More authored by Assia: Freedom Center Open Sundays in Summer, Gift Shop Sale: Mother's Day Gift Ideas and More!, National Underground Railroad Freedom Center Announces New CuratorReveal Stories: The 18 Black American Athletes of the 1936 Olympic Games International Human Rights Day: Cincinnati Honors Legacy of Helen Suzman150th Anniversary of the 13th Amendment: President Obama Gives Presidential ProclamationFlame Friday: Artist James PateFreedom Center to Host Award-winning Author and Yale University Alumni Jeff Hobbs ThursdayKing Records now a Cincinnati landmarkOn This Day in History: The Preliminary Emancipation ProclamationConnect with History Labor Day Weekend50 Years Later: The Voting Rights Act of 1965,  50 Midwest Museums We LoveMother's Day Gift IdeasFlame FridayJimmie Lee JacksonMLK Day 2015

Thursday, April 28, 2016 - 2:57pm

Chris Felix Artwork Available for Purchase During Screening of American Pastime

The National Underground Railroad Freedom Center will host local artist Chris Felix May 4, whose commissioned artwork of American baseball legend Kenichi Zenimura entitled “Kenichi Zenimura, Go for Broke,” will be on view and available for purchase at the screening of American Pastime—a compelling drama, directed Desmond Nakano, set in the Topaz War Relocation Center that interned thousands of Japanese Americans during WWII.

The screening of American Pastime is the fourth film in The Freedom Film series and will take place Wednesday, May 4 at 6:30 p.m. in the Harriet Tubman Theater. The screening is free and open to the public. A welcome reception will be held in the Grand Hall at 5:30 p.m. with the film screening promptly at 6:30 p.m. The Freedom Film Series is sponsored by Chubb Group of Insurance Companies.

 

 

Felix, a Cincinnati native and College of Art Advertising alumni, has been featured in museums across the country including, The Louisville Slugger Museum, The National Jewish Sports Hall of Fame (New York), The Green Diamond Gallery (Cincinnati), The Cincinnati Reds Hall of Fame and Museum, The Museum Center at Cincinnati Union Terminal, The National Art Museum of Sport (Indianapolis), The George Krevsky Gallery (San Francisco), Convivio Center (San Diego) and the Art on the Levee Gallery (Newport). His art encapsulates the excitement of the great American pastime while celebrating and highlighting Cincinnati’s unique history and role in the sport and its unique players.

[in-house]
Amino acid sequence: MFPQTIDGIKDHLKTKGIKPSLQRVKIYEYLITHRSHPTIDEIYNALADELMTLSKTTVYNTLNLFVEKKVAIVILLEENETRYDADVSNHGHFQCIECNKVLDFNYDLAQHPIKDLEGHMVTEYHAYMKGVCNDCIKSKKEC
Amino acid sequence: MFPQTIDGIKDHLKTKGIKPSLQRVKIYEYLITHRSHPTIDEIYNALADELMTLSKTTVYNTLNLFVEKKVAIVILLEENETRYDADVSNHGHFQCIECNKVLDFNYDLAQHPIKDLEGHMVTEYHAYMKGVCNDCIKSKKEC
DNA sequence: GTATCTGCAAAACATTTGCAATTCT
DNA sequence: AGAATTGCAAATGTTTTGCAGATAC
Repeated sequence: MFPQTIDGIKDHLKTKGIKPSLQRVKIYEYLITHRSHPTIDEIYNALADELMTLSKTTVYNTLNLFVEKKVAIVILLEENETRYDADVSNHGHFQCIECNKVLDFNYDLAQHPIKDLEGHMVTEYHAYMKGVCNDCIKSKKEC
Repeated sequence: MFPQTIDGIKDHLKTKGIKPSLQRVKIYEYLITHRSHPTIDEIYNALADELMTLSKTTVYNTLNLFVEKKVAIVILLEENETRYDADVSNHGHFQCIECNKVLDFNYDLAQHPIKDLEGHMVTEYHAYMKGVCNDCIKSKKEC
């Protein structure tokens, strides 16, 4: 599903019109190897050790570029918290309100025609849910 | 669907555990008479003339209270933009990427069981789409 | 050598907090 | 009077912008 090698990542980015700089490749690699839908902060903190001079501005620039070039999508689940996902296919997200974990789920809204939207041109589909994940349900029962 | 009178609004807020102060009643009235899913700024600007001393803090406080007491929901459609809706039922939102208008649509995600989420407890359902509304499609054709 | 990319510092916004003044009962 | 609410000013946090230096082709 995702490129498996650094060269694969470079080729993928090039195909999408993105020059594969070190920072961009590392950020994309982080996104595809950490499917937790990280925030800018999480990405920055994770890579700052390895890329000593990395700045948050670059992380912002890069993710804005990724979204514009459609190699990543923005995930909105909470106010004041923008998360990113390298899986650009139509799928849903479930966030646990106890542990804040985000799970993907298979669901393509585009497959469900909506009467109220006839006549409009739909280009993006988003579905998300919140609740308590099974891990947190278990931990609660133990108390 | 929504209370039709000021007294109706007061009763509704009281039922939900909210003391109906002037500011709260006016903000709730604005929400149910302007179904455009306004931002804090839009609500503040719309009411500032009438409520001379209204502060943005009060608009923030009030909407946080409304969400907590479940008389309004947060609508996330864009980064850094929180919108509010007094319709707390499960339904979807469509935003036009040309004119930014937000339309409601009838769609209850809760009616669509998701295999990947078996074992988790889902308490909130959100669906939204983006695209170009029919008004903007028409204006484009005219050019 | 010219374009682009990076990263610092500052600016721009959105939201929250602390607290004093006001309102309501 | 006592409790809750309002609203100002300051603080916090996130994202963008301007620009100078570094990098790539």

Felix’s skill in calling out little-known stories in a widely discussed sport helped to bring Kenichi “The Dean of the Diamond” Zenimura’s compelling story to the forefront of the discussion, where race and civil rights intersect with professional sports. Zenimura was born on January 25, 1900 in Hiroshima, Japan. Shortly after his birth, his family immigrated to America, where they settled in Honolulu, Hawaii. Zenimura’s career in professional baseball began in 1920 in Fresno, California, where he played on all Japanese-American professional teams. He became known as “The Father of Japanese American Baseball,” for his unique ability to play all positions and work collaboratively with Japanese-American, Negro League and Major League teams, quickly becoming an international ambassador for baseball, where he led tours to Japan in 1924, 1927 and 1937. During WWII, Zenimura and his family were sent to the Gila River Indian Reservation at the Gila River War Relocation Center in Arizona, where he immediately began to establish a baseball field and 32-team league. His efforts would give the hundreds of thousands of interned Japanese Americans a sense of pride and hope during a time of unjust, heighted paranoia and mistrust of a group of Americans.

Want the latest on upcoming special exhibitions, events and programs?  Follow us on Twitter and Instagram, @FreedomCenter and on Facebook, for more historical posts and images. 

Assia Johnson, Public Relations and Social Media Coordinator